The Politics of Preference

Democratic Institutions and Affirmative Action in the United States and India
Sunita Parikh
Examines the history of affirmative action programs in two ethnically heterogeneous democracies, India and the United States


Sunita Parikh examines the history and fate of affirmative action programs in two ethnically heterogeneous democracies, the United States and India. Affirmative action programs in the United States represent a controversial policy about which the American public feel at best ambivalence and at worst hostility, while in India the expansion of reservation policies in recent years has led to riots and contributed to the fall of governments. And yet these policies were not particularly controversial when they were introduced. How the policy traveled from these auspicious beginnings to its current predicament can best be understood, according to Parikh, by exploring the changing political conditions under which it was introduced, expanded, and then challenged.

Although they are in many respects very different countries, India and the United States are important countries in which to study the implementation of ascriptive policies like affirmative action, according to Parikh. They are both large, heterogeneous societies with democratic political systems in which previously excluded groups were granted benefits by the majorities that had historically oppressed them. Parikh argues that these policies were the product of democratic politics—which required political parties to mobilize existing groups as voters—and the ethnically heterogeneous nature of Indian and U.S. society—where ethnic markers are particularly salient sources of identification as groups. Affirmative action in both countries was introduced because it could be used to solidify and expand electoral coalitions by giving benefits to defined minority groups, according to Parikh. As the policy became better known, it became more disliked by non-targeted groups, and it was no longer an appeal which was cost free for politicians.

This book will be of interest to social scientists concerned with race and ethnic relations and with the comparative study of political and social systems.

Sunita Parikh is Assistant Professor of Political Science, Columbia University.

Praise / Awards

  • ". . . provides a concise and fluent account of the political circumstances in which the policies have been debated. . . . The author has achieved her stated purpose very successfully."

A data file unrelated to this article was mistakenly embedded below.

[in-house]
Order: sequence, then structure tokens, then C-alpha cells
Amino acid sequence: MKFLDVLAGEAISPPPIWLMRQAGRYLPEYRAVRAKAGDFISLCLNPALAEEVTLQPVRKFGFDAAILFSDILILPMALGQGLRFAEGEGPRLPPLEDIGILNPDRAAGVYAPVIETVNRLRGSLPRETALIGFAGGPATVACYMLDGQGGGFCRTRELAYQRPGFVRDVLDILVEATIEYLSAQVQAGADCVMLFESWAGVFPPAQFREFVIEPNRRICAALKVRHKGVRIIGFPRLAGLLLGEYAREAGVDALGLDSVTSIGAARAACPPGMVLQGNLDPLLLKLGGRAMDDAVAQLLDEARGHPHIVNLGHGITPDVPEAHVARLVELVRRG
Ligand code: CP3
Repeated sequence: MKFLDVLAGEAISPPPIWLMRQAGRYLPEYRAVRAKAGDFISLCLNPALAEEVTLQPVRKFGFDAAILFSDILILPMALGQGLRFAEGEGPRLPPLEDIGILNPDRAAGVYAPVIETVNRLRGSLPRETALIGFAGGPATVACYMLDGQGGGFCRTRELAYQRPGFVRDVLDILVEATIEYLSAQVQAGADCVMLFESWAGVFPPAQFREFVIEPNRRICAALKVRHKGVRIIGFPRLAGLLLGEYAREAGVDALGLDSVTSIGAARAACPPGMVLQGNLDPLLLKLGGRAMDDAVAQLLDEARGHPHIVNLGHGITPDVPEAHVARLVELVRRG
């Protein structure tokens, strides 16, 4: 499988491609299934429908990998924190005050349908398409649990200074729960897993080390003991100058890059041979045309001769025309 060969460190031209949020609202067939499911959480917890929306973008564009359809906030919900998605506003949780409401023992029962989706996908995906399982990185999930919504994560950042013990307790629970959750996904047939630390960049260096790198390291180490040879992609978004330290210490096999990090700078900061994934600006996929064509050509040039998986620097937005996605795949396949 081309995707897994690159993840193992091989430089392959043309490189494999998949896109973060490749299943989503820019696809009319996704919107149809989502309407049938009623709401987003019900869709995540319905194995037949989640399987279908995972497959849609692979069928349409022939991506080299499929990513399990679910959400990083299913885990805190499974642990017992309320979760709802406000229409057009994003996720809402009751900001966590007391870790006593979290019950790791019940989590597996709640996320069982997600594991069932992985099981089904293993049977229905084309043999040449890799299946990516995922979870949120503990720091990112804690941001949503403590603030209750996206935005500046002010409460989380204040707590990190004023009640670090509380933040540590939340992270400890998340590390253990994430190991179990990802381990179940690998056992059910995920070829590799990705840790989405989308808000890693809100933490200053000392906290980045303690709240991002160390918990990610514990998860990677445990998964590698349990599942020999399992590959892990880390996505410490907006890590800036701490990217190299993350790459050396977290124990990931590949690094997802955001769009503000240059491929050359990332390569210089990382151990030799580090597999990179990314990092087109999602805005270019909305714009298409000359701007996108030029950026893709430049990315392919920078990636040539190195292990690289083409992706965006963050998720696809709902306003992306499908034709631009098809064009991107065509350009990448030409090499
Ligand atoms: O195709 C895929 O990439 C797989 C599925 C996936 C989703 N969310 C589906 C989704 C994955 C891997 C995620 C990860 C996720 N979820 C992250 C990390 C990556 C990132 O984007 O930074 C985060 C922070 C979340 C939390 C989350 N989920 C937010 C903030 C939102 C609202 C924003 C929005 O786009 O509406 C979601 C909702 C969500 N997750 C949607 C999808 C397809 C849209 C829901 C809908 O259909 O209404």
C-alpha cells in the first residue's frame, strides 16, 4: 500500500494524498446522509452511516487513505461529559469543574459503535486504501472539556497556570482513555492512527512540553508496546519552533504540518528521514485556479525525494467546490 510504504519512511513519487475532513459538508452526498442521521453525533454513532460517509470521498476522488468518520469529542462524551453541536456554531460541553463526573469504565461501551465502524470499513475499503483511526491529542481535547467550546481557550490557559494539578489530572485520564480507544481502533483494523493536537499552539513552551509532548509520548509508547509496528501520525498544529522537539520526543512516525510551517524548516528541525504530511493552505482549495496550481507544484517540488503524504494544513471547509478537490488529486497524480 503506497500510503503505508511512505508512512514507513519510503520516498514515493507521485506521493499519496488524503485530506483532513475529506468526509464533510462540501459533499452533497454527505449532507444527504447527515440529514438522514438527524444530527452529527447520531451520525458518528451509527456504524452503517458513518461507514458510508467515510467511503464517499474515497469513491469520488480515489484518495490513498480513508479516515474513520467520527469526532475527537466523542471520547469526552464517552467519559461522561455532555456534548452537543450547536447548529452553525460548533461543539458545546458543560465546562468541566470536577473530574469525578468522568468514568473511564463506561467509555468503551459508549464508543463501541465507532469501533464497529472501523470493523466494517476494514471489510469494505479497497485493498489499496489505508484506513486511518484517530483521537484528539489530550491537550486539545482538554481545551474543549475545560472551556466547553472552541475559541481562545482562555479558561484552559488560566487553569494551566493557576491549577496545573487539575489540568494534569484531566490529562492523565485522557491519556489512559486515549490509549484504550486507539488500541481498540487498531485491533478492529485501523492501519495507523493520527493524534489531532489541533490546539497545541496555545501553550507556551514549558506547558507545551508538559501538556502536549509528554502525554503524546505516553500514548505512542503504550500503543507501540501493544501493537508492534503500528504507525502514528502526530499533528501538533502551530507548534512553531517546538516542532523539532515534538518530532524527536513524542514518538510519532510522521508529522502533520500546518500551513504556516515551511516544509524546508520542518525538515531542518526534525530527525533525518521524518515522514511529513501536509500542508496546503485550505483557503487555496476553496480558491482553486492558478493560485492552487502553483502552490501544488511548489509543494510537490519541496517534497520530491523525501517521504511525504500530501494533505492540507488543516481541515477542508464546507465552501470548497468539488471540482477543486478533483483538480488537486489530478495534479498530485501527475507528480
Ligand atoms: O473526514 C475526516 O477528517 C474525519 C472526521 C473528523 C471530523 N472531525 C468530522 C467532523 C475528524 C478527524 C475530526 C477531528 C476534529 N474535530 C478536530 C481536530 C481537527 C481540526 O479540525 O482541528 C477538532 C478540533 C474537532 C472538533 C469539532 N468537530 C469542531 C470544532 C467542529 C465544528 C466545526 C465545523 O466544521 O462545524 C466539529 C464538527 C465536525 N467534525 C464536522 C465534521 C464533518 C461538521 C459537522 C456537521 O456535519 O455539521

Commonwealth & Comparative Politics
  • ". . . a first serious attempt at a comparative analysis of the development of affirmative action in the United States and another country, in this case India. . . . Should be of interest to historical institutionalists and scholars of policymaking, and it might fit nicely into a race politics course."
    Contemporary Sociology
  • "Sunita Parikh's excellent and important book traces the origin and course of two affirmative action policies over several decades and shifting political regimes in the world's two largest democracies. . . . The Politics of Preference combines the best attributes of two very different approaches in the political science tradition—rational choice analysis and 'comparative historical analysis," and does so quite fruitfully. As Parikh discusses, policy decisions are made by politicians with strategic motivations that derive from the context in which they operate and hope to prosper. Thus, the dual focus on strategic calculations on the one hand, and on social, cultural, and historical context on the other, is not only intriguing--it is vital."
    Political Science Quarterly

Product Details

  • 6 x 9.
  • 248pp.
Available for sale worldwide

  • Hardcover
  • 1997
  • Available
  • 978-0-472-10745-2

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  • $84.95 U.S.

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